Good things can eventually come out of crisis. Like these two innovations for Ebola health care workers.
The first is a much improved design for the “space suits” health care workers must wear when caring for Ebola patients. Lives of workers have been lost because of contamination, especially when removing their protective equipment. Vital patient care is probably missed because workers can’t tolerate the heat generated in wearing these suits and have to leave hospital wards within an hour.
US Agency for International Development staged a competition for improved personal protective equipment design. Researchers and students at Johns Hopkins University Center for Bioengineering Innovation and Design (CBID) had the winning design.
Simple but critical changes should make their design easy to produce at cost comparable to today’s PPE. The suit opening is in the back, away from where most workers would encounter infectious fluids during patient care. A break-away zipper design makes it easy to remove without touching yourself. A battery operated pump blows cool air into the suit.
Any worker around the world needing full protective equipment will benefit from the improved design. For the whole story, go to National Public Radio:
Another innovation is paying Sierra Leone health care workers using mobile money.
Health Care workers are putting their lives on the line every day. They’re putting their families at risk of exposure as well, should they become ill, and of financial ruin if they, the family breadwinner, are lost. To compensate them, they’re being paid extra hazardous duty pay.
Timely distribution of payroll is difficult around a country like Sierra Leone without electronic payment systems. Or even efficient and safe ways to distribute paper vouchers in all corners of the country.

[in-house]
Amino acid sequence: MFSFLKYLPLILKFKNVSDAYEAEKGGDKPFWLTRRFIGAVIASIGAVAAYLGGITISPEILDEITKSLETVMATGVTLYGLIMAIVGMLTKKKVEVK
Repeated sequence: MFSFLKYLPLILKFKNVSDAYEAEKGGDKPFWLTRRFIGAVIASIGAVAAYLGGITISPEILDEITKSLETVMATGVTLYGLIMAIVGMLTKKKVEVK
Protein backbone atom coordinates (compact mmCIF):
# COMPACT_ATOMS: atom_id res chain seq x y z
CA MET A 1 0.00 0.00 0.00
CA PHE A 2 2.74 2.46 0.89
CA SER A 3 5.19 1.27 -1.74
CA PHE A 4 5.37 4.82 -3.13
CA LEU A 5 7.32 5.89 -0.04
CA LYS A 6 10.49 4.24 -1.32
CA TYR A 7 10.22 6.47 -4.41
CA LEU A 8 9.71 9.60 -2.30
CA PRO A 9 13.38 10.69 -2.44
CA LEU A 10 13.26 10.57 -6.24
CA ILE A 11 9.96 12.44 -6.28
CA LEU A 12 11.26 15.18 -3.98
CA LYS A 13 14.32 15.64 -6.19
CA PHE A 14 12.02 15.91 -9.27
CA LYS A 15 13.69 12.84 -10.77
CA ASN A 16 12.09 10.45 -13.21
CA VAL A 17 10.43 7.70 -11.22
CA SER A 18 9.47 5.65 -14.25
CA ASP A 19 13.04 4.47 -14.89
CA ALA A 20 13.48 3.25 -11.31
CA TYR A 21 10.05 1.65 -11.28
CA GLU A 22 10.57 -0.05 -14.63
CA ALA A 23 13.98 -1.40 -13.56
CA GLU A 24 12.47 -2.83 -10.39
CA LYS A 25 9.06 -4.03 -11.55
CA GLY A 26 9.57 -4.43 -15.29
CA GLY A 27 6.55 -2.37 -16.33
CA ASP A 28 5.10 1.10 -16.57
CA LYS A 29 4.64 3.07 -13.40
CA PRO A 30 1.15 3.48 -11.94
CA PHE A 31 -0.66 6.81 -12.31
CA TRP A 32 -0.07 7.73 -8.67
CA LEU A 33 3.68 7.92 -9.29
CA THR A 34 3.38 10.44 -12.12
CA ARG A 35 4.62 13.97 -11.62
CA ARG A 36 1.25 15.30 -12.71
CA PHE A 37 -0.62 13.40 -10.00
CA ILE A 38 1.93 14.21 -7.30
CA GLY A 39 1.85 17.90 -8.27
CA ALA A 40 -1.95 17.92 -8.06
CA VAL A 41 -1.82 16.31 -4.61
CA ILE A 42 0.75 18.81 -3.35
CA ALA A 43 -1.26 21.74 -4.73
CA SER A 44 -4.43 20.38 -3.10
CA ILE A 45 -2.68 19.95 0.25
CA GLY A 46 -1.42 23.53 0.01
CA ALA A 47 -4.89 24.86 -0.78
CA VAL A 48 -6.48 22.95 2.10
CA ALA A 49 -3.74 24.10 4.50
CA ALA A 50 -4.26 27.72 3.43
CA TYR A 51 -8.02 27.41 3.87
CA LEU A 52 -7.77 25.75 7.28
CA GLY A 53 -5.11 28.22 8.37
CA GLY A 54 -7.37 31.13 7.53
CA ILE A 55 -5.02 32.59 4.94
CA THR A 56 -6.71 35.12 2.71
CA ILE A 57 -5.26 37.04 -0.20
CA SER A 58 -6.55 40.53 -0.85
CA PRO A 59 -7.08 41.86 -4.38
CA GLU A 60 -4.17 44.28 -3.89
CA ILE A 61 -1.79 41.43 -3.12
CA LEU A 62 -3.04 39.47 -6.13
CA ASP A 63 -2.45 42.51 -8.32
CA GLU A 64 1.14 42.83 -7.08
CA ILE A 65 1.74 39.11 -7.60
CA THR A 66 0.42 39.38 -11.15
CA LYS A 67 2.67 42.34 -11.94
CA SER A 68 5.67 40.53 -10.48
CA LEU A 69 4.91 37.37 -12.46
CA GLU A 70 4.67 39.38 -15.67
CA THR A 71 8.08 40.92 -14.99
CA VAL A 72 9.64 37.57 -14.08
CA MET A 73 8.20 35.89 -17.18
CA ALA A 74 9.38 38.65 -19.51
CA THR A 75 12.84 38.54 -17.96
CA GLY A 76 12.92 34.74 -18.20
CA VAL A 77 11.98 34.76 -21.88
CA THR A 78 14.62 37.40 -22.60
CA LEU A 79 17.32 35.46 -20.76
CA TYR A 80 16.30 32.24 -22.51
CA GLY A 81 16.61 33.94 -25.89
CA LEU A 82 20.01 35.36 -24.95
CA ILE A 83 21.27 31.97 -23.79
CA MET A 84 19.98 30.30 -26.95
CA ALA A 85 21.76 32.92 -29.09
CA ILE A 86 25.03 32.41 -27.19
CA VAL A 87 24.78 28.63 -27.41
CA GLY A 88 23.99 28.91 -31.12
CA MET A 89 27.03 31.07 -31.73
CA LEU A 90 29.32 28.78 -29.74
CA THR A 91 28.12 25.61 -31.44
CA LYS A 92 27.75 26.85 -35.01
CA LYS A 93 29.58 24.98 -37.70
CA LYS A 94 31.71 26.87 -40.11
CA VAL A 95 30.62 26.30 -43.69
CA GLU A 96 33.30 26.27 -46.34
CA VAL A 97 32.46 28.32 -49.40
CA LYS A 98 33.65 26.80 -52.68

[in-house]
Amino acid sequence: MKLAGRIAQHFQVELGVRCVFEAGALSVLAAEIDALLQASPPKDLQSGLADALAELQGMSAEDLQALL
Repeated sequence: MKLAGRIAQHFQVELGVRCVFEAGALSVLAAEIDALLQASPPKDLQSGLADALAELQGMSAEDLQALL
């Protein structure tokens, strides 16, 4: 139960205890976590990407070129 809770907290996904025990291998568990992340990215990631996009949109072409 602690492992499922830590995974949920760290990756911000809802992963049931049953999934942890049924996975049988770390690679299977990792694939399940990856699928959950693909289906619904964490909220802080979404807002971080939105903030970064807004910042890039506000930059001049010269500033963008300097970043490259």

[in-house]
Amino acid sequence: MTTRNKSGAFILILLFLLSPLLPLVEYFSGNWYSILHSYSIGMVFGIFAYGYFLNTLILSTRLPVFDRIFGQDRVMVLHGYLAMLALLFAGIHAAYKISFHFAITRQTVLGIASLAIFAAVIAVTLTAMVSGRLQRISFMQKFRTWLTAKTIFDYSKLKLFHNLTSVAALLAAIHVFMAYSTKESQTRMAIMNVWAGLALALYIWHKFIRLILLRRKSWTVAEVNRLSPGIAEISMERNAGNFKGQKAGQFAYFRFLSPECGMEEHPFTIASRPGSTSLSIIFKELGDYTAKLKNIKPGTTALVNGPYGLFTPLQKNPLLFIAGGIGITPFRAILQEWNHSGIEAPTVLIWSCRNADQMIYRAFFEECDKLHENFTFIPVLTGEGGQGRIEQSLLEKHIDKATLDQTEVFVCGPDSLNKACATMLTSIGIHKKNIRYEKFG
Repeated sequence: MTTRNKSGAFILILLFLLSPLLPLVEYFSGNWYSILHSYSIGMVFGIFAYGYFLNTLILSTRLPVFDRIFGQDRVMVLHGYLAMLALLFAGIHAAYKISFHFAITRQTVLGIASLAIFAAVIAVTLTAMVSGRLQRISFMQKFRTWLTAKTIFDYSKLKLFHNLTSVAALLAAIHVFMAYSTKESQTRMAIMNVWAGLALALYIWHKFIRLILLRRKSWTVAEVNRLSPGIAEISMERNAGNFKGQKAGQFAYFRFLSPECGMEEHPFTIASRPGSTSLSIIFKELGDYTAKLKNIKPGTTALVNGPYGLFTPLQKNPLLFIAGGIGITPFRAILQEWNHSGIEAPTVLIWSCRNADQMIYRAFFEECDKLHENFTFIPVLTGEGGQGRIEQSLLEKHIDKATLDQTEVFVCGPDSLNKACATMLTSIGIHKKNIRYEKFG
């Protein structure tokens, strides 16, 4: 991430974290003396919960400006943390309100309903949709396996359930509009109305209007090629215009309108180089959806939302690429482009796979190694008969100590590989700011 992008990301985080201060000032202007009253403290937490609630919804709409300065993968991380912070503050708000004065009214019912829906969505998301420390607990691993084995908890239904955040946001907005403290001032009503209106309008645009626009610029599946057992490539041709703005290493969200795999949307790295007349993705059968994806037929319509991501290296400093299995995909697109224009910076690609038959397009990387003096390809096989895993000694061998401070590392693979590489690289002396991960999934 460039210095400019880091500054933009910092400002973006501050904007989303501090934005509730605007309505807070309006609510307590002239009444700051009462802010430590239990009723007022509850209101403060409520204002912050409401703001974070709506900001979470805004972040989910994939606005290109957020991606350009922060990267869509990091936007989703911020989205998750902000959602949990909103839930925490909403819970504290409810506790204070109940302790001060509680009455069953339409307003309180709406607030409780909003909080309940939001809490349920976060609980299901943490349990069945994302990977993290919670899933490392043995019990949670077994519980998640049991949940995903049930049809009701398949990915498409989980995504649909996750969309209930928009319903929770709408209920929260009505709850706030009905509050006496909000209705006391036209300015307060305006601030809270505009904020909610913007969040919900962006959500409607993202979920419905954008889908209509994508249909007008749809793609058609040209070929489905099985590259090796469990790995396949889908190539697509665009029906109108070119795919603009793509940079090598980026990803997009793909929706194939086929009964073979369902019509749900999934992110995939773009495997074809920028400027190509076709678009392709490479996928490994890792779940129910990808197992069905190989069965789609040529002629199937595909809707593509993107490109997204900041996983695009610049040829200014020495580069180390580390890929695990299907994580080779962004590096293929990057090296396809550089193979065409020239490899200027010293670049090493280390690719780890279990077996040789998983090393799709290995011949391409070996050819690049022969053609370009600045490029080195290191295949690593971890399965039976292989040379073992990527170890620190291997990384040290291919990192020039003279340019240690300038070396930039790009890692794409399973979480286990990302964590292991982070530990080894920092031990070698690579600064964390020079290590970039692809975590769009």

Here’s how you can ensure Sierra Leone health workers get paid on time: mobile money. This works like direct deposit, except it doesn’t go to a bank account – which most people don’t have. It goes instead to your mobile phone account – which most workers do have, even in rural areas.
You can then use your mobile kind of like on-line banking, where you send money by keying in commands on your phone. You can send money to remotely pay bills to a vendor’s mobile phone account – all without using a bank or the hassle of getting and transferring cash. It’s done similarly to purchasing minutes for your mobile phone.
Mobile money systems like mPesa have become popular in bigger African countries like Kenya and Nigera. They’ve recently found its way to Sierra Leone, but with limited use. Perhaps this application for health care workers will demonstrate its value to more people and accelerate its use.
The UN is responsible for paying the extra hazardous duty pay to Sierra Leone’s health care workers. Mobile money is a good way to ensure secure and fast transfer of payment to hundreds of workers around the country.